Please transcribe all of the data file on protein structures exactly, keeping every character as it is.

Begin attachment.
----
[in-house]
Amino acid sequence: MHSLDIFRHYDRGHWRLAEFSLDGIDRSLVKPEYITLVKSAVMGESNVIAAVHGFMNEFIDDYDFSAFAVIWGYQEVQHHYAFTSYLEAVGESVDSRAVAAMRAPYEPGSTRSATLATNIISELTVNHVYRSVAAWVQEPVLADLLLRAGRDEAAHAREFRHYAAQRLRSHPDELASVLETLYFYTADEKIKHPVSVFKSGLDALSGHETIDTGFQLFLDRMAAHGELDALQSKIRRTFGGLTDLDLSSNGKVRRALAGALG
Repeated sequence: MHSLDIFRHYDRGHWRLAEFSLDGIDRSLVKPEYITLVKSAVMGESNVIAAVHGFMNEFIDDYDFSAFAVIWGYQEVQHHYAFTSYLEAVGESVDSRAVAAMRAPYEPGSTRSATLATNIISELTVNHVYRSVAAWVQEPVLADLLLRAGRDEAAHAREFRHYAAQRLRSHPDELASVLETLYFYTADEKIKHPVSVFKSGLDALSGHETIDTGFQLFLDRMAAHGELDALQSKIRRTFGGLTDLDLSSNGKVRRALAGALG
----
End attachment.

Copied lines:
[in-house]
Amino acid sequence: MHSLDIFRHYDRGHWRLAEFSLDGIDRSLVKPEYITLVKSAVMGESNVIAAVHGFMNEFIDDYDFSAFAVIWGYQEVQHHYAFTSYLEAVGESVDSRAVAAMRAPYEPGSTRSATLATNIISELTVNHVYRSVAAWVQEPVLADLLLRAGRDEAAHAREFRHYAAQRLRSHPDELASVLETLYFYTADEKIKHPVSVFKSGLDALSGHETIDTGFQLFLDRMAAHGELDALQSKIRRTFGGLTDLDLSSNGKVRRALAGALG
Repeated sequence: MHSLDIFRHYDRGHWRLAEFSLDGIDRSLVKPEYITLVKSAVMGESNVIAAVHGFMNEFIDDYDFSAFAVIWGYQEVQHHYAFTSYLEAVGESVDSRAVAAMRAPYEPGSTRSATLATNIISELTVNHVYRSVAAWVQEPVLADLLLRAGRDEAAHAREFRHYAAQRLRSHPDELASVLETLYFYTADEKIKHPVSVFKSGLDALSGHETIDTGFQLFLDRMAAHGELDALQSKIRRTFGGLTDLDLSSNGKVRRALAGALG